“Yu is a fantastic storyteller. The prose is sly and controlled, yet page after page, I found myself spellbound by a story that does what all writers hope to do, which is to make the familiar unfamiliar.”—Weike Wang, author of Chemistry
“What a singular, slippery, transfixing novel this is. An Yu achieves a hypnotizing emotional clarity as she takes her narrator ever further from a stifling life in Beijing into a watery realm unlike any I’ve read before.”—Idra Novey, author of Those Who Knew
“Braised Pork is mesmerizing, incisive, and utterly disarming. An Yu writes beautifully about loneliness, the experience of isolation—from others, from one’s own past—and the possibility of human connection, however fragile.”—Rosie Price, author of What Red Was
“What a voice An Yu unfurls in Braised Pork. So elegant and poised, so tuned to the great mysteries of love and loss. Like a breeze on a still day, hers is a sound I didn’t know I needed until I felt it. Braised Pork is a major debut.”—John Freeman
Excerpted from Ghost Music © 2023 by An Yu. Reprinted with the permission of the publisher, Grove Press, an imprint of Grove Atlantic, Inc. All rights reserved.
When I woke, the room was so black that I had to blink a few times to make sure my eyelids were really open. I stared through the deep black at what I believed to be the ceiling, taking extended breaths, waiting for my vision to adjust. Minutes passed, and still I was unable to make out any of the objects in the room. I must gradually have fallen asleep again, until I was woken a second time by a weak, squeaking voice.
‘Excuse me, is anybody there? I would very much appreciate some help. ’
I sat up and directed my attention to where the voice was coming from and saw a soft orange light near the floor. I quickly got out of bed, made my way over to it and squatted down to take a better look. A small mushroom – about the length of a hairpin – had sprouted from the boards. It had a thin stem, which supported its large, flat and slightly wrinkled cap. The top half of it was glowing, but the light hadn’t made any of its surroundings visible. I prodded its cap with my index finger.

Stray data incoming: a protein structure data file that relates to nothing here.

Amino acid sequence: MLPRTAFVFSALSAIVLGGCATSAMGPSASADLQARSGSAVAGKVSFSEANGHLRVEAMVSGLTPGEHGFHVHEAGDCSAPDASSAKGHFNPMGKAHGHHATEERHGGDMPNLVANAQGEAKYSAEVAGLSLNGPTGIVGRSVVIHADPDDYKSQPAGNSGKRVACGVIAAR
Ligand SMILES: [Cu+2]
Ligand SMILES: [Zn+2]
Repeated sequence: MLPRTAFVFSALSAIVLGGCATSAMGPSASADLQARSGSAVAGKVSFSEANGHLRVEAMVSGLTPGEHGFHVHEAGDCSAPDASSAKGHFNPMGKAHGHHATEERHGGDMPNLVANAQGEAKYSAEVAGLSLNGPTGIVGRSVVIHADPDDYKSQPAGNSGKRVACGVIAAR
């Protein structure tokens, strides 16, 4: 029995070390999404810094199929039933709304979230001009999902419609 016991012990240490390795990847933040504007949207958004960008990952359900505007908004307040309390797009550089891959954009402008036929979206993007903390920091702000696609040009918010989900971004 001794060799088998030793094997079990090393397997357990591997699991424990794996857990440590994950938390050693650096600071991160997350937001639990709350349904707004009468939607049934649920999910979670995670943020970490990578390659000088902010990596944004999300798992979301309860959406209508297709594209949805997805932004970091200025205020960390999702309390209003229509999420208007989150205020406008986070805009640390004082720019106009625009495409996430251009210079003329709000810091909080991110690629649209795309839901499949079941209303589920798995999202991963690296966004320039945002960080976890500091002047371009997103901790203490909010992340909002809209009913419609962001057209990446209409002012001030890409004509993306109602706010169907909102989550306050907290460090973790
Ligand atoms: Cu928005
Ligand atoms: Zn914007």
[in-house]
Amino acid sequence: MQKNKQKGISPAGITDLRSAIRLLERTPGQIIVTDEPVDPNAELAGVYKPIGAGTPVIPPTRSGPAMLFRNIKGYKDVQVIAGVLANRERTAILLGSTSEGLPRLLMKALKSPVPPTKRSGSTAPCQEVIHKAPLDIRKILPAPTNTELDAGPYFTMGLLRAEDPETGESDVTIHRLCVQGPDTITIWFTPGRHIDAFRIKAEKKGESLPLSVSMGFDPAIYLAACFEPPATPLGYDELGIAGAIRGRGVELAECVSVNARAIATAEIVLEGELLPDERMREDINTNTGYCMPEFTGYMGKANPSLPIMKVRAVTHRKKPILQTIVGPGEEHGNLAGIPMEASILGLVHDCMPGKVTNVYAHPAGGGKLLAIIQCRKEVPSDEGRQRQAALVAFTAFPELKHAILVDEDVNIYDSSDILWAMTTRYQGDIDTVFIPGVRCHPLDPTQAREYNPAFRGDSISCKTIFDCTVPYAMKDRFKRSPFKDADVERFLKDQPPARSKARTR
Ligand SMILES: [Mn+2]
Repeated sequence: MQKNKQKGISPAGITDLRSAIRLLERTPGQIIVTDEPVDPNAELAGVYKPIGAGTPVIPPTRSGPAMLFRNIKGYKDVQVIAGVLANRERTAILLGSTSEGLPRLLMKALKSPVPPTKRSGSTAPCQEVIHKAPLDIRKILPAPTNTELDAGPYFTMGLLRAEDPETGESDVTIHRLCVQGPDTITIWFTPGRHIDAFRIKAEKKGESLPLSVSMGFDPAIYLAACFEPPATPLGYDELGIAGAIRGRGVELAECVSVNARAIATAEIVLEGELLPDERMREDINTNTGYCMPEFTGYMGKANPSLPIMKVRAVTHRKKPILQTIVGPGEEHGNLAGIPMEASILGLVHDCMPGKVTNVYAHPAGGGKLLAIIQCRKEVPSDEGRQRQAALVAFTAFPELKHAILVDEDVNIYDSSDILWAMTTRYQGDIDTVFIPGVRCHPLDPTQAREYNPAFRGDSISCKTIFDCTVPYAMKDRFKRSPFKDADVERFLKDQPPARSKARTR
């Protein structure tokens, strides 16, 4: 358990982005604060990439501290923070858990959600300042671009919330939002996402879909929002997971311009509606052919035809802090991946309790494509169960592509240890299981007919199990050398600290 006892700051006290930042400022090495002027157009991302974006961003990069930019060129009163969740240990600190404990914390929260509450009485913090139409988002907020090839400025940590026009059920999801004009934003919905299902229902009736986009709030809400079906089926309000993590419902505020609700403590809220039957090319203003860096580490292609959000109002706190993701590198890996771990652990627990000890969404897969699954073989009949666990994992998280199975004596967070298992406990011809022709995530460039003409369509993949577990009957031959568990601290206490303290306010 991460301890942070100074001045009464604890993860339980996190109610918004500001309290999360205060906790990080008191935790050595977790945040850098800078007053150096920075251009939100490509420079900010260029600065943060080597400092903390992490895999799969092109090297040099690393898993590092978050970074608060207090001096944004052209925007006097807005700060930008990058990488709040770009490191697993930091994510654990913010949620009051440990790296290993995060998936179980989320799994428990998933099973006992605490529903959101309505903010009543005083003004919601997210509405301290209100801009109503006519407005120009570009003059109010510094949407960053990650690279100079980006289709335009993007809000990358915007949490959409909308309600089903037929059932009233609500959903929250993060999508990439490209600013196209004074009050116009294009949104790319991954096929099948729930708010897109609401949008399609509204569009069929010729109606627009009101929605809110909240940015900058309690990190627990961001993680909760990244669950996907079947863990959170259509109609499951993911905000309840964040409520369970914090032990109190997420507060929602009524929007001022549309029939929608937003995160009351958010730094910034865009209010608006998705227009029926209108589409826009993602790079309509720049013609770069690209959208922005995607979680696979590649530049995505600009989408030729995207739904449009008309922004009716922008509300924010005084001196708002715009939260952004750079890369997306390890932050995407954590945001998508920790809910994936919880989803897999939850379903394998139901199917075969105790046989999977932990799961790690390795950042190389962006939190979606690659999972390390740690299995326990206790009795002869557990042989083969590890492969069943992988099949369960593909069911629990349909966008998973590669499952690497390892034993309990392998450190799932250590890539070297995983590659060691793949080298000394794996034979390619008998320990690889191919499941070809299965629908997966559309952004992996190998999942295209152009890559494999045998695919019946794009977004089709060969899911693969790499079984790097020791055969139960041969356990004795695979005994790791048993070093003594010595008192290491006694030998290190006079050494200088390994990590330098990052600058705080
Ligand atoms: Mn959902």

‘I would rather not be touched,’ the mushroom said.
I was certain that this was a dream. I brought my hand up to my nose and noticed a faint, musky smell at the tip of my finger.
‘Can you please help me?’ it said again.
‘What do you need?’ I asked.
‘Well, you see, I’d like to be remembered.’
I looked around. Everything besides the mushroom was buried in darkness. This was unusual, as my mother-in-law always kept a light on in the living room for when she had to use the bathroom at night. I wasn’t in our apartment; that was for sure. Wherever I was, it must
have been an old place. There were smells of smoke and cooking oil that had been absorbed into the walls.
‘It is normal that you don’t understand,’ the mushroom said, upon seeing how puzzled I was. Even though I would be mad to imagine it had eyes, I sensed it staring at me.
‘But when you leave this room,’ it said, ‘I’d like you to remember me.’
All I could think of was finding a way to wake up. The air had already been moist, but the humidity had built even more in the past few minutes. I pinched myself on the forearm.
‘I’m afraid that won’t work,’ the mushroom said. ‘You’re not in a dream. Not exactly.’
‘If this isn’t a dream,’ I said, ‘then how is it possible that I’m here, in this dark room, talking to a mushroom?’
‘I am not a mushroom. Not in the way you think I am. And I cannot perceive light and darkness, unfortunately.’
‘But you can perceive dream and reality?’
‘You could say that. But oftentimes those two things are not so different.’
I stood up. Dream or reality, I had to leave the room.
‘How do I get out of here?’ I asked.
‘I suggest you go back to bed, climb beneath the covers, make yourself comfortable and go to sleep. There is no other door out of this room.’
I wasn’t convinced, and decided to prove the mushroom wrong. I placed my hands on the wall in front of me. It was a corner. I started moving to my left. The bricks were exposed; I could feel the mortar joints. After seven steps, I reached another corner, so I turned and continued. Seven more steps until the next corner. The whole time, I kept my eye fixed on the orange light
so that I wouldn’t lose my sense of direction. The third wall measured the same length, and examining the fourth, I discovered that I was in a square- shaped room, without a single door.
I had no choice but to trust the mushroom. The bed must be in the centre of the room, I reasoned, so I fumbled around for it in the dark, careful not to run my leg into its corners. I found it easily, and did as I was told.
To my surprise, it didn’t take long for me to fall asleep. The orange mushroom said nothing more. When I woke again, I was alone on my bed, the morning sky was a washed-out blue and in the corner of the room sat nothing but my dragon tree in its pot. To make sure, I dragged the pot to the side and checked the floors. No mushroom in sight. Relieved, I looked at
the clock. It was a little before seven in the morning. I decided not to linger in bed and started my usual routine: I brewed a pot of oolong tea, put on the first movement of Schubert’s Piano Sonata in B- flat major and took out the sheet music to follow along.
It was not until later, after the sonata had ended and I was stepping into the shower, that I noticed the musky smell on my finger.